Preparing a TensorFlow Model. The code constructs a tf.module with 4 tf.functions:

  • train function trains the model with training data.
  • infer function invokes the inference.
  • save function saves the trainable weights into the file system.
  • restore function loads the trainable weights from the file system.

The weights will be serialized as a TensorFlow version one checkpoint file format.

IMG_SIZE = 28


class Model(tf.Module):

  def __init__(self):
    self.model = tf.keras.Sequential([
        tf.keras.layers.Flatten(input_shape=(IMG_SIZE, IMG_SIZE)),
        tf.keras.layers.Dense(128, activation='relu'),
        tf.keras.layers.Dense(10, activation='softmax')
    ])

    self.model.compile(
        optimizer='sgd',
        loss=tf.keras.losses.CategoricalCrossentropy(from_logits=True),
        metrics=['accuracy'])
    self._LOSS_FN = tf.keras.losses.CategoricalCrossentropy()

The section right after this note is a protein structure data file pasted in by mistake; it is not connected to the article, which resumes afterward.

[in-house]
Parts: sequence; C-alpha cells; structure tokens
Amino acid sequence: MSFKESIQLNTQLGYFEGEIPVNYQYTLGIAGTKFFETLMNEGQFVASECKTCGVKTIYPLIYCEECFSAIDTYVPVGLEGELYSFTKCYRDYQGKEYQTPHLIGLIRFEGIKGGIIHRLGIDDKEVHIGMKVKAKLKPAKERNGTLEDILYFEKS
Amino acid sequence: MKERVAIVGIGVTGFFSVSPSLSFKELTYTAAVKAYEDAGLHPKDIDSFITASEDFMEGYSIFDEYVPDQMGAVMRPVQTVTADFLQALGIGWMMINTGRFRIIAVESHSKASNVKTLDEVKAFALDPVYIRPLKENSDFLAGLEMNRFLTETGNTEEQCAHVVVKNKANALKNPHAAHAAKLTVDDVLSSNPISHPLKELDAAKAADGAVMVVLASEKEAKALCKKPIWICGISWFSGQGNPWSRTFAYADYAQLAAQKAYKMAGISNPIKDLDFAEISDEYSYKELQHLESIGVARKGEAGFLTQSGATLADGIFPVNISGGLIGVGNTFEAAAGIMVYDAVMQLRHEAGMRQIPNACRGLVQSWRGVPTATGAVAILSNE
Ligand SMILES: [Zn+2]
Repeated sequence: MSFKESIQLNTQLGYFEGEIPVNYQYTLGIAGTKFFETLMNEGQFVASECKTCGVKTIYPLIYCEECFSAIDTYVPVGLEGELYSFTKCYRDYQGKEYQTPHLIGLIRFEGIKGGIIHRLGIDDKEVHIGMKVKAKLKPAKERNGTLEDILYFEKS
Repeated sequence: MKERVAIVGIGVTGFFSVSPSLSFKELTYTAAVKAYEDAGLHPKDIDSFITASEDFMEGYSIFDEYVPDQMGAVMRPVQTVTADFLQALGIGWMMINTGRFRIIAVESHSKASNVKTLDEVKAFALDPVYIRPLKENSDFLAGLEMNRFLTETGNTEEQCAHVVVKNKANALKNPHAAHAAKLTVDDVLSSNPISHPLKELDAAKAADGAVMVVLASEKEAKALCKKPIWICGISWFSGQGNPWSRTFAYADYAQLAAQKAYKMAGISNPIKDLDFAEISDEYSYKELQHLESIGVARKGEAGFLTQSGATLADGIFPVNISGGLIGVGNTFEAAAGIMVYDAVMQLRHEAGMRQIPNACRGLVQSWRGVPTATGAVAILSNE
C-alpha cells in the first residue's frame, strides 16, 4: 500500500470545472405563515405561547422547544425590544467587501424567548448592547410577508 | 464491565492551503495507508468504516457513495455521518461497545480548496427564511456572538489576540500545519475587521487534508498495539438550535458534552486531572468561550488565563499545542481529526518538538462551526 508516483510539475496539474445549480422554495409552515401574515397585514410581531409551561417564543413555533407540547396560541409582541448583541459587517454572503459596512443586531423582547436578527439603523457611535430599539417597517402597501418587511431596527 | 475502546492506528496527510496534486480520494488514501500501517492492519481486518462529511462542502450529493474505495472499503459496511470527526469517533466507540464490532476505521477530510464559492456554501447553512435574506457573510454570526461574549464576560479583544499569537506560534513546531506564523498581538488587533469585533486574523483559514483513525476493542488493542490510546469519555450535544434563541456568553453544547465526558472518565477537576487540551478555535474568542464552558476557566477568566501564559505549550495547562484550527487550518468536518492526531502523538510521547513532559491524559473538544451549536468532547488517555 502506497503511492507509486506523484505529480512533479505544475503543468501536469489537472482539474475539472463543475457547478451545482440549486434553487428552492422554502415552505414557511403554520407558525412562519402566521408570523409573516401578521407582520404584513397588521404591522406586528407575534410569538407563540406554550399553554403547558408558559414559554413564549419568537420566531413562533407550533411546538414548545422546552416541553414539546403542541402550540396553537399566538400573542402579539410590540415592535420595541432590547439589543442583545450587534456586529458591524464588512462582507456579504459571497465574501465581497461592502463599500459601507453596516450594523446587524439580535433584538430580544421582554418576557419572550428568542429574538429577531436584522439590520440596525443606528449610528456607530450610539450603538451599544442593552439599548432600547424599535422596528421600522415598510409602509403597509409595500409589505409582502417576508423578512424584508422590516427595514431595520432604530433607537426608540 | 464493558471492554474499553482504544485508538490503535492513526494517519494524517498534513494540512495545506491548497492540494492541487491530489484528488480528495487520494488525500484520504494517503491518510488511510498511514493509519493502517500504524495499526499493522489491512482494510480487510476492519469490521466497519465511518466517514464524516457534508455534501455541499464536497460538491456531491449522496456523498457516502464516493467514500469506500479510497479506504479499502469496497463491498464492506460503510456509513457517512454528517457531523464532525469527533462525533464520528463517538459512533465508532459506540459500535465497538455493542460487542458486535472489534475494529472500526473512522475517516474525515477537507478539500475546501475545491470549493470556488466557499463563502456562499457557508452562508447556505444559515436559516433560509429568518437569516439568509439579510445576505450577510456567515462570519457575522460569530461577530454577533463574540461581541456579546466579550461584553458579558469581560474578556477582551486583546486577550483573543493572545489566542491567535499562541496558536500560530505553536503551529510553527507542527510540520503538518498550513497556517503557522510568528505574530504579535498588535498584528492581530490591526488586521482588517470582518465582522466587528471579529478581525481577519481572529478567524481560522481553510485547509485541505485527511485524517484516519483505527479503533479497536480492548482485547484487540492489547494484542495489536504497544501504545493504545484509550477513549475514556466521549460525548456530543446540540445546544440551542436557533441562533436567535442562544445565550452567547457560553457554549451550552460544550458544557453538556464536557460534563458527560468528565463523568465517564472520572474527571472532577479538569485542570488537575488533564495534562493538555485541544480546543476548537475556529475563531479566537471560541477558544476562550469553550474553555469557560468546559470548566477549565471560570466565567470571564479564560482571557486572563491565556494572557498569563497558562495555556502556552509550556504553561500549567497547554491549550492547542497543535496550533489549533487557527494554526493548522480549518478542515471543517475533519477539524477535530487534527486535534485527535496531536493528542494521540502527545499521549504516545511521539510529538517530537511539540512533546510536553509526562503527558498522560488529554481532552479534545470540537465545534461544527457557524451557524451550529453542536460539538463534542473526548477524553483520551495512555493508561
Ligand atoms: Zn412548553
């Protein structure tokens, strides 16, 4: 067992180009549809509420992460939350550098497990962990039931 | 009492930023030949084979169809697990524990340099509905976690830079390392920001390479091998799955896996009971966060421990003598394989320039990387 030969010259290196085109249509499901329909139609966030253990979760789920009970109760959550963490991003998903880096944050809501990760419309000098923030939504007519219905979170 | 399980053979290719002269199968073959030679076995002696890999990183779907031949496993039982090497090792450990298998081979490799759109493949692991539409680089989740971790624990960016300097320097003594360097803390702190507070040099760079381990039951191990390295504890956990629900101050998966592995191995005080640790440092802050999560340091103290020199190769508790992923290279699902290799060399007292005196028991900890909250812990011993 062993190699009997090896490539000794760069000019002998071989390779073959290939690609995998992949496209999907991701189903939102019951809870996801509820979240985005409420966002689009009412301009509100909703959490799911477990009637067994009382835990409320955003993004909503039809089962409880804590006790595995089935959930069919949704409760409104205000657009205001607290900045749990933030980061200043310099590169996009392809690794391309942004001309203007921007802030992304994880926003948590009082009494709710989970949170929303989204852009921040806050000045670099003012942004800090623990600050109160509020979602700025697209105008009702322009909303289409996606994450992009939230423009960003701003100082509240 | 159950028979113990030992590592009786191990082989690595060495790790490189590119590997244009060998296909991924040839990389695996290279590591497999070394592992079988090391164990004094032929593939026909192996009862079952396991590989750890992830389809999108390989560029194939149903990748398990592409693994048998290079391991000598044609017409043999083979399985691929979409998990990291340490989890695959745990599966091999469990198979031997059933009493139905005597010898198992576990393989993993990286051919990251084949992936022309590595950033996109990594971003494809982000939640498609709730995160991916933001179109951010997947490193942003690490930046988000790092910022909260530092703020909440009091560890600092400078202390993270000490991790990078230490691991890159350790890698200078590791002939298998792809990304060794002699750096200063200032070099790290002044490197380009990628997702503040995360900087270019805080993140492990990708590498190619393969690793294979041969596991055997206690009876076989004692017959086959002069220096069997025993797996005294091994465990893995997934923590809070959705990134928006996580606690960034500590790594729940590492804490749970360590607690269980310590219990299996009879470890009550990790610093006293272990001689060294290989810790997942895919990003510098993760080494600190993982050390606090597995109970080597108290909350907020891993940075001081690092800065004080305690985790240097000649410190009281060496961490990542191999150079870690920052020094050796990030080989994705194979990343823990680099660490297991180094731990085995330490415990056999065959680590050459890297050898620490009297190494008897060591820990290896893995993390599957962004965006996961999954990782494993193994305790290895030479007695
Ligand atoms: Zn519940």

self._OPTIM = tf.optimizers.SGD()

  # The `train` function takes a batch of input images and labels.
  @tf.function(input_signature=[
      tf.TensorSpec([None, IMG_SIZE, IMG_SIZE], tf.float32),
      tf.TensorSpec([None, 10], tf.float32),
  ])
  def train(self, x, y):
    # Gradient tape is used for recording operations for automatic
    # differentiation. You can refer to
    # https://www.tensorflow.org/api_docs/python/tf/GradientTape for more
    # details on how to use it.
    with tf.GradientTape() as tape:
      prediction = self.model(x)
      loss = self._LOSS_FN(prediction, y)
    gradients = tape.gradient(loss, self.model.trainable_variables)
    self._OPTIM.apply_gradients(
        zip(gradients, self.model.trainable_variables))
    result = {"loss": loss}